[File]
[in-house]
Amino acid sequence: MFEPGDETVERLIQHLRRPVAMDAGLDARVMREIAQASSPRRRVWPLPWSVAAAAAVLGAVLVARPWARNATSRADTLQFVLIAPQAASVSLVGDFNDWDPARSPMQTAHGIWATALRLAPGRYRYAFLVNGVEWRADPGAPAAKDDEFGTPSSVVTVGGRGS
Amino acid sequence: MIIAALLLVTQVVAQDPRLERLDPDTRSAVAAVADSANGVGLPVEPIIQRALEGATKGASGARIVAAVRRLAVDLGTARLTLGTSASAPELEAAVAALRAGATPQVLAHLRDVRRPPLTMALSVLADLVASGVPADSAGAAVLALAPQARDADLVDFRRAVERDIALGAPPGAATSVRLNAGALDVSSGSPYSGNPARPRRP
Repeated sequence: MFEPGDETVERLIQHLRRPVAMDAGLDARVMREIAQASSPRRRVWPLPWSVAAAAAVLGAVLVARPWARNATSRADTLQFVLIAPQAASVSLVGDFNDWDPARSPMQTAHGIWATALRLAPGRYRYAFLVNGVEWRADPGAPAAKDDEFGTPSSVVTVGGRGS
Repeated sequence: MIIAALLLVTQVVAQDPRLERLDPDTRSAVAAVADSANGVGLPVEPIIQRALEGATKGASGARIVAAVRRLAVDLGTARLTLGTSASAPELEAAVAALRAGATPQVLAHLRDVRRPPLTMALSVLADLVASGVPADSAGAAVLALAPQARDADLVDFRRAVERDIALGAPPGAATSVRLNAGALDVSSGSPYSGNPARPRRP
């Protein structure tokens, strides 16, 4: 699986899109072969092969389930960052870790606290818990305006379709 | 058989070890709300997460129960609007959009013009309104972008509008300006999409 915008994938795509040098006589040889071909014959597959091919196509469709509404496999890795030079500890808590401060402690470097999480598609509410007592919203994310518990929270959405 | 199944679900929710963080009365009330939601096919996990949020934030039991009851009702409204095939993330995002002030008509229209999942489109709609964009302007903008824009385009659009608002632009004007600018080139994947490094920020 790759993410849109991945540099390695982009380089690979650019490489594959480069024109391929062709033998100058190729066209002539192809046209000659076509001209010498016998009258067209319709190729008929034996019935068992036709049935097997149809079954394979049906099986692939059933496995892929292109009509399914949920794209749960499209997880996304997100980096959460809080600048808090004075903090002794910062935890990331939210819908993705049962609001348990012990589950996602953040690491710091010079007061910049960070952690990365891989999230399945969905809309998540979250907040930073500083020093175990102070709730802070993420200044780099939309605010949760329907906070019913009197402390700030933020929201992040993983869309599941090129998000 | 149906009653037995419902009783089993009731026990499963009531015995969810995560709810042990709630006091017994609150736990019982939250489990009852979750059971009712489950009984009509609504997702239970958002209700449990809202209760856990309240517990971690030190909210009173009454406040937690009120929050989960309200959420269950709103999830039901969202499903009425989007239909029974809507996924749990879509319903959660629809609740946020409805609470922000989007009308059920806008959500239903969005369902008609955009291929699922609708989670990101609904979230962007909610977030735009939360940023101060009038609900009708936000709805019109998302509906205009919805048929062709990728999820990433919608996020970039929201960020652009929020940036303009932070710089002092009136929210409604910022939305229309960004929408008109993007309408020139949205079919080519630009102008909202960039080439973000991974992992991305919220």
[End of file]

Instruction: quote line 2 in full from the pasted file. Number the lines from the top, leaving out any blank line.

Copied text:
Amino acid sequence: MFEPGDETVERLIQHLRRPVAMDAGLDARVMREIAQASSPRRRVWPLPWSVAAAAAVLGAVLVARPWARNATSRADTLQFVLIAPQAASVSLVGDFNDWDPARSPMQTAHGIWATALRLAPGRYRYAFLVNGVEWRADPGAPAAKDDEFGTPSSVVTVGGRGS